First F-35C arrives at Hill for depot modifications
By Alex R. Lloyd, Ogden Air Logistics Complex
/ Published April 20, 2016
HILL AIR FORCE BASE, Utah -- The Ogden Air Logistics Complex inducted a Navy F-35C carrier version April 15 and is now the first depot facility to perform modifications for all three F-35 variants.
The Navy F-35C Lightning II was flown in from Eglin AFB, Florida, by Navy Capt. Mark Weisgerber, 33rd Fighter Wing vice commander.
"Hill has the capacity to accomplish the needed modifications and it is important to optimize the workflow within the Air Logistics Complex," Capt. Weisgerber said.
The first F-35 arrived at Hill Air Force Base for modifications in Sep 13, 2013. Since then, the depot has performed modifications on the Air Force's fleet of conventional takeoff and landing F-35As and has completed work on four Marine Corps F-35Bs, short takeoff/vertical landing aircraft, helping the Marine Corps reach initial operational capability.
For the Navy's carrier variant, the complex's 570th Aircraft Maintenance Squadron, along with Lockheed Martin, will perform structural upgrades, low-observable restoration and system modifications that will enhance performance across the aircraft's service life.
"The men and women of the 570th have risen to the challenges of supporting the dynamic changes in this program and take great pride in being the first depot to work on all three variants of the F-35," said Greg Hoffman, 570th AMXS director.
With the program's ever-evolving requirements, exact numbers of how many aircraft will be worked on this year is not available. The squadron's main focus will center on completing work on the Air Force fleet of F-35A models and Navy's F-35C models and returning the aircraft to the warfighter better than they arrived.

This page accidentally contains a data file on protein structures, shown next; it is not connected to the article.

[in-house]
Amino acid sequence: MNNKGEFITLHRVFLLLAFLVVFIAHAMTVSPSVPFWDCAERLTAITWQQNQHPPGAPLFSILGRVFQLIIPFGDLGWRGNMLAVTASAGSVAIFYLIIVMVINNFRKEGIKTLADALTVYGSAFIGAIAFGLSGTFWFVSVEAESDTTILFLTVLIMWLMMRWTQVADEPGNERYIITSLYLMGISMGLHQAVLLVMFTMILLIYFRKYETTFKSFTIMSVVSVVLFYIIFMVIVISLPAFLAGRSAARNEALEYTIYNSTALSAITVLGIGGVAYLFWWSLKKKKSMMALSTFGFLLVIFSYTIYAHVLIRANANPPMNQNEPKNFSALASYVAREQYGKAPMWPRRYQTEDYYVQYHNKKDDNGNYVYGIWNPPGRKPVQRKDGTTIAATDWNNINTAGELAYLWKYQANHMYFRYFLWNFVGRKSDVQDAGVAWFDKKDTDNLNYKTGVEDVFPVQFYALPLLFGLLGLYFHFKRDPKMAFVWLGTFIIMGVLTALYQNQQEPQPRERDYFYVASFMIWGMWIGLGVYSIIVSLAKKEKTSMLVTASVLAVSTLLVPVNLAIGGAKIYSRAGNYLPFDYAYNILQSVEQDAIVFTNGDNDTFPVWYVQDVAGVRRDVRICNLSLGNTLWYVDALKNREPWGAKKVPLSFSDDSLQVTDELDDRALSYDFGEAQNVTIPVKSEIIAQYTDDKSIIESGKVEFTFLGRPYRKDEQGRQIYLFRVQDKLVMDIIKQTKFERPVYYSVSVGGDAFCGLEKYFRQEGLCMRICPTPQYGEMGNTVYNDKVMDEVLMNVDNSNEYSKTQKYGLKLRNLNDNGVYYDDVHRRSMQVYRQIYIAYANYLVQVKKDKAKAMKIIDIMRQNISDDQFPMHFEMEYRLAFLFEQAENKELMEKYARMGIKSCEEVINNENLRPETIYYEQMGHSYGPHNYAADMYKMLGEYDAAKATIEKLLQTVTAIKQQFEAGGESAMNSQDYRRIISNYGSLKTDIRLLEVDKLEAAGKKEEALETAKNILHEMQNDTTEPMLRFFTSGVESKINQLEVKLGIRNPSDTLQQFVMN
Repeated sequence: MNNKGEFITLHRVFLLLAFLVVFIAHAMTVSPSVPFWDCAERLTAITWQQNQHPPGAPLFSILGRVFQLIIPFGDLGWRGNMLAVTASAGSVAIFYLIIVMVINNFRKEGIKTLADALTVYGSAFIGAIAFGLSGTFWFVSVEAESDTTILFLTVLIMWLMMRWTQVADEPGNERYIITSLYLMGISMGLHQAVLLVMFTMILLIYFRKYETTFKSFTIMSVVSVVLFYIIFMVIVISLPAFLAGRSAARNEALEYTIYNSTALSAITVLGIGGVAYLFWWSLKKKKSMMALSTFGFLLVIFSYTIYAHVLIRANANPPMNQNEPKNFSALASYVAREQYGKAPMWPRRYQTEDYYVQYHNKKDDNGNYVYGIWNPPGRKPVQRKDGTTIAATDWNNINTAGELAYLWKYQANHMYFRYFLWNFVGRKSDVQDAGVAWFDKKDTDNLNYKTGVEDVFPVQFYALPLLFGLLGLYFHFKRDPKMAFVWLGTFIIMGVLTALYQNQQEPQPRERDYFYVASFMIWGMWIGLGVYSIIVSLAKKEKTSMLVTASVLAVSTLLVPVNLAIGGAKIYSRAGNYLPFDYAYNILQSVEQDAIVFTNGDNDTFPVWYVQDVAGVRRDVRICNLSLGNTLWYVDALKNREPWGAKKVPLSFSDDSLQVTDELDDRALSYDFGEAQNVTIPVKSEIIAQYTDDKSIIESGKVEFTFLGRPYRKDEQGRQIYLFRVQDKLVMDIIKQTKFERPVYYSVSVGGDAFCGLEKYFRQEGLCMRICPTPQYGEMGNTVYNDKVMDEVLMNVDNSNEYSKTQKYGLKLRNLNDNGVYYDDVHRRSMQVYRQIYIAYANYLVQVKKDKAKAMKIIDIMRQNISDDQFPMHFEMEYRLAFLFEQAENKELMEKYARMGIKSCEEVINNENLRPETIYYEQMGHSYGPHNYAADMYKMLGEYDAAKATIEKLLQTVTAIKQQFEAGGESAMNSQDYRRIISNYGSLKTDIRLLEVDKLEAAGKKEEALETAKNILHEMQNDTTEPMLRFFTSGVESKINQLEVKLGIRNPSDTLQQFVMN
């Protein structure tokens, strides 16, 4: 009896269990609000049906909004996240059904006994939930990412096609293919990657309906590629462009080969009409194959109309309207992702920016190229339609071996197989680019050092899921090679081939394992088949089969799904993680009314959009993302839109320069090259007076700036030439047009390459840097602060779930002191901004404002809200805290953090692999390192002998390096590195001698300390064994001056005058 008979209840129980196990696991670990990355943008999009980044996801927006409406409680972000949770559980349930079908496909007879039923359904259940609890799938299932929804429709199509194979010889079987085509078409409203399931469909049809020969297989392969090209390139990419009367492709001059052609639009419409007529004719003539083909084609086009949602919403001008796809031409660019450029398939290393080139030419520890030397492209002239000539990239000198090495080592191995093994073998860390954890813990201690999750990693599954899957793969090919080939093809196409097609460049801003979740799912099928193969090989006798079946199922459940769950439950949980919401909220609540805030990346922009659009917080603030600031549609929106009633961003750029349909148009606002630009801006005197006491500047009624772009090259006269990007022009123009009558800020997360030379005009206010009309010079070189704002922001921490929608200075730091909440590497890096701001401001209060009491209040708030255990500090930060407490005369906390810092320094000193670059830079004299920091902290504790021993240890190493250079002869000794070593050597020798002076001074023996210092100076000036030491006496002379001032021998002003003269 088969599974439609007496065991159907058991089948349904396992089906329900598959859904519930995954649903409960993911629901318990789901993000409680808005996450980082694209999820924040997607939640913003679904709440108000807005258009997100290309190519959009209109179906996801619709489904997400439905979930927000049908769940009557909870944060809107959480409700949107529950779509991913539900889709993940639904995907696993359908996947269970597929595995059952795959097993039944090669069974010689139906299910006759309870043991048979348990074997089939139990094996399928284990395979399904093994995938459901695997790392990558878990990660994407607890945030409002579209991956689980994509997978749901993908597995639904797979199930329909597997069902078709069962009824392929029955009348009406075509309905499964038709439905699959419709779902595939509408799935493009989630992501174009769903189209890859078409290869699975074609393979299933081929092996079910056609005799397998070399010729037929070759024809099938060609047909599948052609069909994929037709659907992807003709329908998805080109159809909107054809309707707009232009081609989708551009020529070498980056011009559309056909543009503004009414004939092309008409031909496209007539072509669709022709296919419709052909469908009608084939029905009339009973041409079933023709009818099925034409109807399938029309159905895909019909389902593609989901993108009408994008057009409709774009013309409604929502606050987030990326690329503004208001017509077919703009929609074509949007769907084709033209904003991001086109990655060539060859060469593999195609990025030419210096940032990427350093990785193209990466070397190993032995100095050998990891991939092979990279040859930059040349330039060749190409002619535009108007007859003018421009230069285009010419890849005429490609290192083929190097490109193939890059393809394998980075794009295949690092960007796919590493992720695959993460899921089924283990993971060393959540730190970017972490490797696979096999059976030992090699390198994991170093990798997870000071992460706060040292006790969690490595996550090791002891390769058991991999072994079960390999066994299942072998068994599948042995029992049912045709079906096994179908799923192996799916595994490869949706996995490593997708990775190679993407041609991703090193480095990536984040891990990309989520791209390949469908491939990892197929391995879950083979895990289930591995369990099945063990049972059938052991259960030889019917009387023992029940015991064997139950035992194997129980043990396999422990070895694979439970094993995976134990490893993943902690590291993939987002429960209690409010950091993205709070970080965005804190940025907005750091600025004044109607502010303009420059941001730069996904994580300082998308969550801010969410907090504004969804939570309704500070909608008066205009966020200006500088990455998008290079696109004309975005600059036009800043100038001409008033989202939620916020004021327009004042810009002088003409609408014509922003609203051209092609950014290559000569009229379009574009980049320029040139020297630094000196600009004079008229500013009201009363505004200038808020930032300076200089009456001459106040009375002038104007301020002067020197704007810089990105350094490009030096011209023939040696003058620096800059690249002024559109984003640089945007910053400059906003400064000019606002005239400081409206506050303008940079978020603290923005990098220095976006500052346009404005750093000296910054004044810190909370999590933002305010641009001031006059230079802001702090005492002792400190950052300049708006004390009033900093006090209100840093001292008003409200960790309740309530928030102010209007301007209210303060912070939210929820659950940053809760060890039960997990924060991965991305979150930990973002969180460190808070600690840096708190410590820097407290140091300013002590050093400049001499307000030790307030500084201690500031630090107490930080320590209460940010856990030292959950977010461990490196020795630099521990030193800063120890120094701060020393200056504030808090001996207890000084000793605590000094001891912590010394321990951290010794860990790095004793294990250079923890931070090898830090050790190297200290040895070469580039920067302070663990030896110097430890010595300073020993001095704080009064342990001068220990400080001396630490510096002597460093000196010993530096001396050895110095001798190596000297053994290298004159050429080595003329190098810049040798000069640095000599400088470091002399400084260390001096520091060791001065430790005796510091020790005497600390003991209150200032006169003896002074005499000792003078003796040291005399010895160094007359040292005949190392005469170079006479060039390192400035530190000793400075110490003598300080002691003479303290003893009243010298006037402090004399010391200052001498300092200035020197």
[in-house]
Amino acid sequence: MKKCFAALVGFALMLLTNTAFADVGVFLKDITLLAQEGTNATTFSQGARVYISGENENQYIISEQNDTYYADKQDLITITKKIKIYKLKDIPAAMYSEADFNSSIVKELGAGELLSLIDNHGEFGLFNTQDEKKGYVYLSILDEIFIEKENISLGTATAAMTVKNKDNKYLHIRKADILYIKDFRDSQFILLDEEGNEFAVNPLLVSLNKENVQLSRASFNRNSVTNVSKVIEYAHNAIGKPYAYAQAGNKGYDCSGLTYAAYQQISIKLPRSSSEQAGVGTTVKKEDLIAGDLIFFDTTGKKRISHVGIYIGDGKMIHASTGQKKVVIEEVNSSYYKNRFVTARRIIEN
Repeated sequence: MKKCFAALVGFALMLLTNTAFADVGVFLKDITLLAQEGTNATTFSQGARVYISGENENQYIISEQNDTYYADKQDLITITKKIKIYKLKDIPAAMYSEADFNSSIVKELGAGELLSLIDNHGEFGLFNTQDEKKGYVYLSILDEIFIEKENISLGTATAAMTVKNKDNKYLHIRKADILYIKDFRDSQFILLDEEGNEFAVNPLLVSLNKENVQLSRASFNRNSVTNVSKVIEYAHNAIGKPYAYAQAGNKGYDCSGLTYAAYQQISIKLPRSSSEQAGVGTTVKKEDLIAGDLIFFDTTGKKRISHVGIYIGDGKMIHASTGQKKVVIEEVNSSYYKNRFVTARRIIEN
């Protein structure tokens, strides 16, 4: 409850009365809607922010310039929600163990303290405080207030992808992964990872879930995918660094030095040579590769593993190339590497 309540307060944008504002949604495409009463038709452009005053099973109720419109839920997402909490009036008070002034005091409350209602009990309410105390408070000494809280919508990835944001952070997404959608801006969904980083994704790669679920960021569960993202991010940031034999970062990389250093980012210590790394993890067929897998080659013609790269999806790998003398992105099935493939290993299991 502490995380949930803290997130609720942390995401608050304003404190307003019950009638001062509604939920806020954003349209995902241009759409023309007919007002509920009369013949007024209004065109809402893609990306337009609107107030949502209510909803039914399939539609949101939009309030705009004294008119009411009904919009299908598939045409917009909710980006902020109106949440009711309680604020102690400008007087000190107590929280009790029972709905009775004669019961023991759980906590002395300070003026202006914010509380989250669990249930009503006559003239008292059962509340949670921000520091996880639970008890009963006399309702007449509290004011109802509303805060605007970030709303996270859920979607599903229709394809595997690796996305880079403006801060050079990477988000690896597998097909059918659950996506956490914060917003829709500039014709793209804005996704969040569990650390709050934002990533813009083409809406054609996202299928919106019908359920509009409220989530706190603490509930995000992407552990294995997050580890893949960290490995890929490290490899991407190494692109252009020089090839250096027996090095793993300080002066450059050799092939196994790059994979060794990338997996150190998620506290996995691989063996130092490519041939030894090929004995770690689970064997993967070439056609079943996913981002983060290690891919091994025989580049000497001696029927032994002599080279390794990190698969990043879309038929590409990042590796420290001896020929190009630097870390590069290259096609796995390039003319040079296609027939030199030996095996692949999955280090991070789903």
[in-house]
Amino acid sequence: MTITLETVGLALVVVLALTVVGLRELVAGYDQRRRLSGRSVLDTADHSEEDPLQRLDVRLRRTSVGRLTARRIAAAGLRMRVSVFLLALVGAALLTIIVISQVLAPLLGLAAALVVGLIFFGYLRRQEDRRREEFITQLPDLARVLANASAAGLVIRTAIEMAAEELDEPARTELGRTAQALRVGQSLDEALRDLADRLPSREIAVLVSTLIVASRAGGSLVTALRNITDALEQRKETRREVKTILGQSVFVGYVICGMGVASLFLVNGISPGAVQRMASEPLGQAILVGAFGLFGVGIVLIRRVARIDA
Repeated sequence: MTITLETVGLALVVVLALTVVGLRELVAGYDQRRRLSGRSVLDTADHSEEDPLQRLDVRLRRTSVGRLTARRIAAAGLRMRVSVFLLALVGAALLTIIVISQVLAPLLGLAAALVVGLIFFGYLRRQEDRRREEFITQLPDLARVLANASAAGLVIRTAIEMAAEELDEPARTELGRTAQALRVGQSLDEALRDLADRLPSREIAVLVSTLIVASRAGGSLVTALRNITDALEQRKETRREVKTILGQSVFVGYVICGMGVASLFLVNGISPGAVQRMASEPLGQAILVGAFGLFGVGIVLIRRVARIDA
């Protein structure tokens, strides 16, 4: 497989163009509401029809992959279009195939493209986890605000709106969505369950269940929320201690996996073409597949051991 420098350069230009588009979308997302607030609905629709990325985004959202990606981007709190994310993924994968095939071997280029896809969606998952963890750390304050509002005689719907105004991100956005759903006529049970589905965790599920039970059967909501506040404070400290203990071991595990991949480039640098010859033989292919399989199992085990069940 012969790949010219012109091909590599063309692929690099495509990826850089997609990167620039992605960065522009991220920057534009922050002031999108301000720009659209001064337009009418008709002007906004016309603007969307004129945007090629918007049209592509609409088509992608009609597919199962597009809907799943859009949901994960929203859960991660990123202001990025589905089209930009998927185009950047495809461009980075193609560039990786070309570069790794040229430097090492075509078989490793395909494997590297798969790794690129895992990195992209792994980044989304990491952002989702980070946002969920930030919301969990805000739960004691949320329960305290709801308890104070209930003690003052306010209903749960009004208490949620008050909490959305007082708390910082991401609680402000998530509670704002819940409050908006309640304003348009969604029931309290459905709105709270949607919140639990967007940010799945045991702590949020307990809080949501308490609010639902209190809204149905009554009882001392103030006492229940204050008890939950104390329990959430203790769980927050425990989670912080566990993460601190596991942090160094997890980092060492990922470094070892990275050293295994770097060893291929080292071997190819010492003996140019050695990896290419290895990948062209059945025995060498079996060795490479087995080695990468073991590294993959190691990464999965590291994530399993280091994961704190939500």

"Depot capacity supports all three services and international partners and it is vital for the program to grow and mature by bringing the C model to Hill," Weisgerber said.
"We were able to support the US Marine Corps with critical modifications on the F-35B to meet their initial operational capability (IOC) milestone" said Hoffman, "and today we are working closely with the 388th Fighter Wing to provide modifications that will ensure they are able to meet their IOC target with the F-35A and are proud to support the Navy with work on the F-35C".
The complex has been planning for the arrival of the C-model for months and expects work on the jet to last through early September as they train with the new aircraft and perform verification and validation of new modifications.